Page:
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climate change

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					Climate change is a significant and lasting change in the statistical distribution of weather
patterns over periods ranging from decades to millions of years. It may be a change in
average weather conditions or the distribution of events around that average (e.g., more
or fewer extreme weather events). Climate change may be limited to a specific region or
may occur across the whole Earth.


The most general definition of climate change is a change in the statistical properties of
the climate system when considered over long periods of time, regardless of cause.[1]
Accordingly, fluctuations over periods shorter than a few decades, such as El Niño, do
not represent climate change.

The term sometimes is used to refer specifically to climate change caused by human
activity, as opposed to changes in climate that may have resulted as part of Earth's natural
processes.[2] In this sense, especially in the context of environmental policy, the term
climate change has become synonymous with anthropogenic global warming. Within
scientific journals, global warming refers to surface temperature increases while climate
change includes global warming and everything else that increasing greenhouse gas
levels will affect.[3]

On the broadest scale, the rate at which energy is received from the sun and the rate at
which it is lost to space determine the equilibrium temperature and climate of Earth. This
energy is distributed around the globe by winds, ocean currents, and other mechanisms to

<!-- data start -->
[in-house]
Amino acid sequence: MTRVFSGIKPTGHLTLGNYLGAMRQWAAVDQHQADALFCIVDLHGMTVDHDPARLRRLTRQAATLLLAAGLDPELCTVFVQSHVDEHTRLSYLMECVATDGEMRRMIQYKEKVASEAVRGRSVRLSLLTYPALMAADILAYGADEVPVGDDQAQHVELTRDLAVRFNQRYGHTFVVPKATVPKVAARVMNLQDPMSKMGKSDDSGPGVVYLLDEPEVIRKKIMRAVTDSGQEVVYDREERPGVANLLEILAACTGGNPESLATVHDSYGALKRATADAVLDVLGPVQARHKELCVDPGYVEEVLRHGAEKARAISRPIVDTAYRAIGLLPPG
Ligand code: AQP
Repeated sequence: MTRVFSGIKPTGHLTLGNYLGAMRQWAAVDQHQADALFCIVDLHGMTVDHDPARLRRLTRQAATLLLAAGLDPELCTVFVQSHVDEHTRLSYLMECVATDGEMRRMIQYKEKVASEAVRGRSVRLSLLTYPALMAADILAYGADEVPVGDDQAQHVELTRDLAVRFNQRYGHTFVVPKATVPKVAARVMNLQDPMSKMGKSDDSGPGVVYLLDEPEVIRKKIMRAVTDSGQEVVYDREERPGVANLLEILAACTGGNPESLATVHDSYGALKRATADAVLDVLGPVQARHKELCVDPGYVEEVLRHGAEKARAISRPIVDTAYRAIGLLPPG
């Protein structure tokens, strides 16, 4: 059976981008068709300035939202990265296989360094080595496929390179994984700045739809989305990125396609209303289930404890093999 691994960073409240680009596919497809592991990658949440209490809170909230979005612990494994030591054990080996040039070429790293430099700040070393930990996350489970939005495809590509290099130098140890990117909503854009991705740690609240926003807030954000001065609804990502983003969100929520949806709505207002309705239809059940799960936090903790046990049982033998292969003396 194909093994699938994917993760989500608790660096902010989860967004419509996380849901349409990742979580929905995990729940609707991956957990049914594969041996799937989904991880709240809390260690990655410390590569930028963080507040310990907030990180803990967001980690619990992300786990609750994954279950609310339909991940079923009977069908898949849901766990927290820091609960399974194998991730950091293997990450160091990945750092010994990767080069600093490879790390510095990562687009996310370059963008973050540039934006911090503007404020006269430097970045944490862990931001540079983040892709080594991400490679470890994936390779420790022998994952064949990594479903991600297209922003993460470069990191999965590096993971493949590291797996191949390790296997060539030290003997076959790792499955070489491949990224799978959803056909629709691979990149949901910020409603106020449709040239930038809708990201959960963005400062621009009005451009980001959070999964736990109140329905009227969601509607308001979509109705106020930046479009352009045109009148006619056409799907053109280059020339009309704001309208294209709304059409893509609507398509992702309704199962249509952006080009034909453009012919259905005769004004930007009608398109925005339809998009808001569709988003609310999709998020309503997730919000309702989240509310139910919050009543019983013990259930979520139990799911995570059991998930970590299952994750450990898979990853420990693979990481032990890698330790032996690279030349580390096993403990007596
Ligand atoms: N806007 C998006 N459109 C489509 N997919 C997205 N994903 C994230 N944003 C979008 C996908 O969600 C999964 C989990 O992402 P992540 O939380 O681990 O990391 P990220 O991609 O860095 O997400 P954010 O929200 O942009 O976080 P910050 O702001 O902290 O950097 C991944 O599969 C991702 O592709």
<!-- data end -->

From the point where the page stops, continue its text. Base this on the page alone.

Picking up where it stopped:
affect the climates of different regions.

Factors that can shape climate are called climate forcings or "forcing mechanisms".[4]
These include processes such as variations in solar radiation, deviations in the Earth's
orbit, mountain-building and continental drift, and changes in greenhouse gas
concentrations. There are a variety of climate change feedbacks that can either amplify or
diminish the initial forcing. Some parts of the climate system, such as the oceans and ice
caps, respond slowly in reaction to climate forcings, while others respond more quickly.

Forcing mechanisms can be either "internal" or "external". Internal forcing mechanisms
are natural processes within the climate system itself (e.g., the meridional overturning
circulation). External forcing mechanisms can be either natural (e.g., changes in solar
output) or anthropogenic (e.g., increased emissions of greenhouse gases).

Whether the initial forcing mechanism is internal or external, the response of the climate
system might be fast (e.g., a sudden cooling due to airborne volcanic ash reflecting
sunlight), slow (e.g. thermal expansion of warming ocean water), or a combination (e.g.,
sudden loss of albedo in the arctic ocean as sea ice melts, followed by more gradual
thermal expansion of the water). Therefore, the climate system can respond abruptly, but
the full response to forcing mechanisms might not be fully developed for centuries or
even longer.
Internal forcing mechanisms

Natural changes in the components of earth's climate system and their interactions are the
cause of internal climate variability, or "internal forcings." Scientists generally define the
five components of earth's climate system to include Atmosphere, hydrosphere,
cryosphere, lithosphere (restricted to the surface soils, rocks, and sediments), and

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